Some providers are allowing you to apply online for these payment holidays, which could save a long wait on the phone, so check your provider’s website and see if this is possible.
If your mortgage is coming to an end soon and you’re not sure what to do, it can be helpful to get advice from a mortgage expert, particularly at this uncertain time, and with the recent change to interest rates.
It can be tricky to weigh up your options, as you need to take into account not just the interest rate but also the fees for remortgaging. So, you might benefit from searching the market in advance for a cheaper deal.
Using a mortgage broker can help you to consider your options and understand the current deals in the market. L&C, our mortgage broker partner – 0808 292 5714 - can provide support and answer any questions relating to your current situation.
Help for renters
The UK government has said all new evictions should be put on hold for three months during the coronavirus outbreak.
If you’re a social housing tenant having difficulties, talk to your tenancy support officer or housing officer, who’ll be able to support you and work out an affordable repayment plan.
Private landlords are also being given the opportunity to apply for a mortgage holiday if their tenants are experiencing financial difficulties because of coronavirus.
If you’re unable to pay your rent, see if you can claim benefits. It can help to contact your landlord and keep them informed about what you’re doing to resolve the issue and see if there’s anything they can do to help, too.
In Scotland, there is currently speculation that the government plans to increase the period protecting tenants from eviction for non-payment of rent from three months to six months.
Help with gas and electric bills
Many people are worried about being able to pay their energy bills, especially as spending more time at home means using more gas and electricity. The energy industry is working with the Government to help households affected by the coronavirus outbreak. Help on offer varies from supplier to supplier. It can include:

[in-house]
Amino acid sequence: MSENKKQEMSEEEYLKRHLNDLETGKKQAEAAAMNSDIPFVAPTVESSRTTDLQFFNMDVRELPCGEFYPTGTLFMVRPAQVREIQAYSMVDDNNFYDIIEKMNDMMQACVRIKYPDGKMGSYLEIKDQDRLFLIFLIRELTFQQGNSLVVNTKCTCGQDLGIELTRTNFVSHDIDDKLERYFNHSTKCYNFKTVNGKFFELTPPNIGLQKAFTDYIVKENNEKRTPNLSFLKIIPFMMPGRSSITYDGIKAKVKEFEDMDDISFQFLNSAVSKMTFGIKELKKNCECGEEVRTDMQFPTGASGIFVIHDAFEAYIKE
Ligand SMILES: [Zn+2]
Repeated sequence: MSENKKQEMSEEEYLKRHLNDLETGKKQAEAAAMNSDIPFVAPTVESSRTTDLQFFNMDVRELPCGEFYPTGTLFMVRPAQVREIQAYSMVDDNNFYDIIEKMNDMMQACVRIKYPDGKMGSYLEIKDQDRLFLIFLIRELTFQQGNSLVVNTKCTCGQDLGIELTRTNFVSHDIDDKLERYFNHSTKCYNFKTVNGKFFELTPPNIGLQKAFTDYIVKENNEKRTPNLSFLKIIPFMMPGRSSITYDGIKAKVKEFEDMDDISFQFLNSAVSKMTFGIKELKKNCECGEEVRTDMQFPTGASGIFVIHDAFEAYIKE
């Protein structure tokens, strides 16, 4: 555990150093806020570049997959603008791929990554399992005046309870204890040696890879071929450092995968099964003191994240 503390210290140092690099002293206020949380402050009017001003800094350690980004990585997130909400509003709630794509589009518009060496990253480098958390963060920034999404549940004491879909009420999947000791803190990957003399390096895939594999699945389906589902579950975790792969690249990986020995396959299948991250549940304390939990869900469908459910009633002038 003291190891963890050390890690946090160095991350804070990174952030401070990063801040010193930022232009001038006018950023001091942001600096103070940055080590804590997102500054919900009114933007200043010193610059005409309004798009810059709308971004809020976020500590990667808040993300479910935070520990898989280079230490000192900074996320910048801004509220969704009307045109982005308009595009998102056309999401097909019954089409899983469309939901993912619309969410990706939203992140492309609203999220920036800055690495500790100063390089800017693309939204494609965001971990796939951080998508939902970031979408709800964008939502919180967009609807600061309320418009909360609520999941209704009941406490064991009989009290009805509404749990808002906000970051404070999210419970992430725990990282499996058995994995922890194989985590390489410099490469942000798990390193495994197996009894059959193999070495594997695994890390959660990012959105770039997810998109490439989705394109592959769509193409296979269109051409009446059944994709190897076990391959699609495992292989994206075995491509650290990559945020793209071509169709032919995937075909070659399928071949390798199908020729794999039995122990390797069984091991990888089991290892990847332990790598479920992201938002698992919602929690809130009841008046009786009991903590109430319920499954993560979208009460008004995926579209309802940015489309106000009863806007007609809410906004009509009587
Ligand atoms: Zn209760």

- reviewing bill payment plans, including debt repayment plans
- payment breaks or reductions in how much you pay
- giving you more time to pay
- access to hardship funds
See more details on what individual energy companies are offering in our guide: What should I do if I’m having problems paying my energy bills because of coronavirus?
Help with water bills
Water companies are offering similar help options to energy companies. If you don’t think you can pay your water bill, speak directly to your supplier.
Loans, credit cards and overdrafts
If you have a loan, credit card, store card or catalogue credit and are experiencing a change in financial circumstances because of coronavirus, you can now request a freeze on repayments for three months. This measure came into force on 9 April and all firms will be ready to receive customer requests by 14 April.
See more about the options available to you around credit cards during the coronavirus epidemic.
See more on loans and coronavirus.
The FCA has also introduced measures allowing customers to ask the provider of their main current account for up to £500 of borrowing on an arranged overdraft with no interest for three months. Again, this change is in force from 9 April, and all firms will be ready to receive customer requests by 14 April.
See more on overdraft measures from the major banks in coronavirus and current accounts.
The FCA warns that although the measures are designed to help you, they may result in increased costs in the longer term. So, think carefully before you enter into one of these arrangements and only do so if you need immediate, temporary financial help.
If you can afford to make some repayments – even if it’s a smaller amount than usual – you should continue to do so. Although your credit file won’t be impacted during the repayment freeze period, interest will continue to build.
You need to contact your provider to request a payment freeze – don’t just stop making repayments. It might be easier to get in touch online rather than by phone.
Car finance payments
The FCA’s measures to help loan and credit card customers don’t cover car hire purchase or leasing agreements, although it says it is looking at these areas. But many banks and other lenders, like car finance companies, will help people struggling to repay personal loans. They might, for example, suggest extending the loan or finance plan to help reduce your monthly payments. Please note that extending the loan will most likely result in you having to pay back more money in total over the term of the loan or finance plan.
If you want to consider taking your car off the road altogether to save on tax and insurance, you’d need to make a Statutory Off Road Notification (SORN). You won’t be able to drive or park your car on a public road while this is in place.
See more on this and how coronavirus is affecting cars and motoring.
If you’re worried about debt
If you’re in debt and you’re worried, there’s free help available to get you back on track. But remember, these services are likely to be very busy at the moment. To find help, use the Money Advice Service’s debt advice locator tool. This can point you to your closest source of assistance and offer help over the phone if you’re self-isolating. It includes Citizen’s Advice, StepChange, National Debtline and other local organisations.